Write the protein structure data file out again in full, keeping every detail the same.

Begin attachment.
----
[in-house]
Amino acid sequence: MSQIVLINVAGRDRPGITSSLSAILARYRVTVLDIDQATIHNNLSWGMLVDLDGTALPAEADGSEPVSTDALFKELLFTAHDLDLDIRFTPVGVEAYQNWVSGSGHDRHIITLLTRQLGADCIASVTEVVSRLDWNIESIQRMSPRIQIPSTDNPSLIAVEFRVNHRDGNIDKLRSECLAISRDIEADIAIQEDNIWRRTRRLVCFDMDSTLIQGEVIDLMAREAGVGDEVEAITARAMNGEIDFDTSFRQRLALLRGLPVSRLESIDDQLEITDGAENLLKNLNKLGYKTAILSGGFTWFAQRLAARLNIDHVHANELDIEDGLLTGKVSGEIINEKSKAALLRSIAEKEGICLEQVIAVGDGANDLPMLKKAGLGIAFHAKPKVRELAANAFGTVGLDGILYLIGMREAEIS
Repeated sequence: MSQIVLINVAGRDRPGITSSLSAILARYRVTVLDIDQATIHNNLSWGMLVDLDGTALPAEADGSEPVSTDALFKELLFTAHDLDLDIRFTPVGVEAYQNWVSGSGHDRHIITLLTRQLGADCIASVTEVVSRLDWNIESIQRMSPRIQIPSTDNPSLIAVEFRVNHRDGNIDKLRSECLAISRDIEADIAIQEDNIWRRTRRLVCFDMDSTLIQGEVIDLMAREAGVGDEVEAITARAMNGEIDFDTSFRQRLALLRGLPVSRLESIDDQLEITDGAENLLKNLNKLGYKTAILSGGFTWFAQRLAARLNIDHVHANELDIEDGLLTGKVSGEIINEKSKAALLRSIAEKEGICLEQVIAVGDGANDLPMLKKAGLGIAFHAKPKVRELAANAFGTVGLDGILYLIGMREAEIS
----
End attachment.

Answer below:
[in-house]
Amino acid sequence: MSQIVLINVAGRDRPGITSSLSAILARYRVTVLDIDQATIHNNLSWGMLVDLDGTALPAEADGSEPVSTDALFKELLFTAHDLDLDIRFTPVGVEAYQNWVSGSGHDRHIITLLTRQLGADCIASVTEVVSRLDWNIESIQRMSPRIQIPSTDNPSLIAVEFRVNHRDGNIDKLRSECLAISRDIEADIAIQEDNIWRRTRRLVCFDMDSTLIQGEVIDLMAREAGVGDEVEAITARAMNGEIDFDTSFRQRLALLRGLPVSRLESIDDQLEITDGAENLLKNLNKLGYKTAILSGGFTWFAQRLAARLNIDHVHANELDIEDGLLTGKVSGEIINEKSKAALLRSIAEKEGICLEQVIAVGDGANDLPMLKKAGLGIAFHAKPKVRELAANAFGTVGLDGILYLIGMREAEIS
Repeated sequence: MSQIVLINVAGRDRPGITSSLSAILARYRVTVLDIDQATIHNNLSWGMLVDLDGTALPAEADGSEPVSTDALFKELLFTAHDLDLDIRFTPVGVEAYQNWVSGSGHDRHIITLLTRQLGADCIASVTEVVSRLDWNIESIQRMSPRIQIPSTDNPSLIAVEFRVNHRDGNIDKLRSECLAISRDIEADIAIQEDNIWRRTRRLVCFDMDSTLIQGEVIDLMAREAGVGDEVEAITARAMNGEIDFDTSFRQRLALLRGLPVSRLESIDDQLEITDGAENLLKNLNKLGYKTAILSGGFTWFAQRLAARLNIDHVHANELDIEDGLLTGKVSGEIINEKSKAALLRSIAEKEGICLEQVIAVGDGANDLPMLKKAGLGIAFHAKPKVRELAANAFGTVGLDGILYLIGMREAEIS